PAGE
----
Maybe this is the newest in travel – not even leaving the country, but sending your stuffed animals on vacation instead? Weird. This Japanese company offers to do it all for you – click HERE to read..
Looks like Niagara eh?
Victoria Falls, Zambia.
This has been a busy week and
I forgot to blog I’m 3 days late.
So here you go, 3 people featured in this photo: Nelson Mandela, yours truly, and the big red Coke-crate man:
The sculpture (the red one obviously), made out of red Coca Cola crates was created for the 2010 World Cup… I don’t know why. But, this seemed like a good place for a photo
Victoria & Alfred Waterfront, Cape Town, South Africa.
I’m re-posting this photo from a previous post (below), mostly because I like it so much and also because for some reason it’s not showing up in the post below and that’s bothering me.
So here it is again:
Blyde River Canyon, Bourke’s Potholes, South Africa
Nadia – will try your pic framing advice soon!
This is JMW Turner’s painting Storm at Sea:
In the Bahamas, The Husband and I sat down with paint and canvas, and painted on the beach. We both shared the same view and the same paint. He thought he did a better job, and I have to admit that I really admired the light feathery touch he had with the paintbrush. But I still thought I did a better job. I preferred my heavy, dark and deep colours and the build up of paint on the canvas over his more whimsical scene. His painting had a certain happiness to it, mine was a bit depressing and lonely, but in that, I feel, more thought. I don’t know where those paintings are anymore. I can’t remember if we ended up leaving them behind or where we might have put them if we brought them back.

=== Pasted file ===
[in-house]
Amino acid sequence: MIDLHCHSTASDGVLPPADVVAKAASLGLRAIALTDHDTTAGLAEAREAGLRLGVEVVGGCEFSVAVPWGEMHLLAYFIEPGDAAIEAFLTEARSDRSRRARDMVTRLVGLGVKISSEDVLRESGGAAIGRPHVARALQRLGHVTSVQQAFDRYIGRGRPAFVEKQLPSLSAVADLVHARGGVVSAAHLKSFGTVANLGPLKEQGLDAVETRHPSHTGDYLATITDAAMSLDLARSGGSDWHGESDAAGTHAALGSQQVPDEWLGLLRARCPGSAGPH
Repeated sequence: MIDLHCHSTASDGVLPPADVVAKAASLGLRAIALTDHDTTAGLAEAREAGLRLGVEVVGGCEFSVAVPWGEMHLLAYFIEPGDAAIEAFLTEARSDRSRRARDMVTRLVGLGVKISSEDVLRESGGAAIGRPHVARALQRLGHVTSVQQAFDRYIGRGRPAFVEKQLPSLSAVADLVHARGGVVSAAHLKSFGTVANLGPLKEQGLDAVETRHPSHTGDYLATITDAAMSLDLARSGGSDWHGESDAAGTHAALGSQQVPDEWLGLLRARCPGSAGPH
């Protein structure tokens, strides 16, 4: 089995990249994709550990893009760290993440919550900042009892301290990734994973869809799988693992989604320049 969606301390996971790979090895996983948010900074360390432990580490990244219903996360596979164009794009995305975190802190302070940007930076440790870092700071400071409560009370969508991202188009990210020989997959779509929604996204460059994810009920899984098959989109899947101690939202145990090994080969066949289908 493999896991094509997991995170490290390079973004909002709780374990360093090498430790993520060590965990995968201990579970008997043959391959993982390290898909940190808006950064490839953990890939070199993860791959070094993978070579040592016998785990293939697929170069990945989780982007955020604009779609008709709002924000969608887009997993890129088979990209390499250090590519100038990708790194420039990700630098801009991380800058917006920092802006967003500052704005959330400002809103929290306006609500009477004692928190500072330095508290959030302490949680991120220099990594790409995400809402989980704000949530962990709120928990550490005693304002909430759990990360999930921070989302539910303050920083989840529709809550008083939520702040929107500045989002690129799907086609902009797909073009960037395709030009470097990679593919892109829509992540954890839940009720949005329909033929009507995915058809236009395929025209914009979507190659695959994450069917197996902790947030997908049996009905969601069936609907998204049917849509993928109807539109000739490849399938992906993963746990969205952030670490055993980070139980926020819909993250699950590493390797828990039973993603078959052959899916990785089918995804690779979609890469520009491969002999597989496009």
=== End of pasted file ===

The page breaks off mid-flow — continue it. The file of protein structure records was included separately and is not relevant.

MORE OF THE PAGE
Maybe you’re not as attracted to Turner’s study of water-meets-sky-movement, as I am. Perhaps you’re drawn more to Claude Monet’s foaming waves and his interest in sunlight and weather effects in Waves Breaking:
These two paintings sort of illustrate the very different results The Husband and I got.
Everyone wants to paint the ocean. There’s something captivating about the movement of waves that’s inspiring. It helps that the same view you stare at one day, is different the next day - no two days look the same if you pay attention to all the details.
To read more about Turner and Monet’s paintings, or learn about other artists who’ve painted the ocean, check out The 10 Best Sea Paintings.
“There is one spectacle grander than the sea, that is the sky; there is one spectacle grander than the sky, that is the interior of the soul” – Victor Hugo
“Rome may be The Eternal City, but Istanbul can make a pretty good case for immortality too. The cities are about the same age, both over two-and-a-half millennia, and for much of that time the larger, wealthier, and more influential of the two was not the one in Italy. In fact Istanbul, known as Constantinople at the time, spent hundreds of years ruling over Rome as the capital of the Roman Empire.” – see full article here
Istanbul is magical. That’s all I can say.
8 Things Not to Miss in Istanbul lists the eight must-sees for all. Below are my images of the
8 rather 7… #4 was eaten and not photographed
#1 Be awed by the Blue Mosque
#2 Learn the mysteries of underground Istanbul
(underground water cistern – the conclusion of Dan Brown’s Inferno takes place here)
#3 Get lost in the Grand Bazaar
#4 Enjoy Turkish delight (yeah this one didn’t get photographed, but was definitely enjoyed)!
#5 Be blown away by Hagia Sophia
#6 Learn how Turkish carpets are made
#7 Live like a sultan in Topkapi Palace
#8 Ride the funicular (to Taksim Square)
For more info on these places/things, check out the article.
“If the earth were a single state, Istanbul would be its capital” – Napoleon Bonaparte.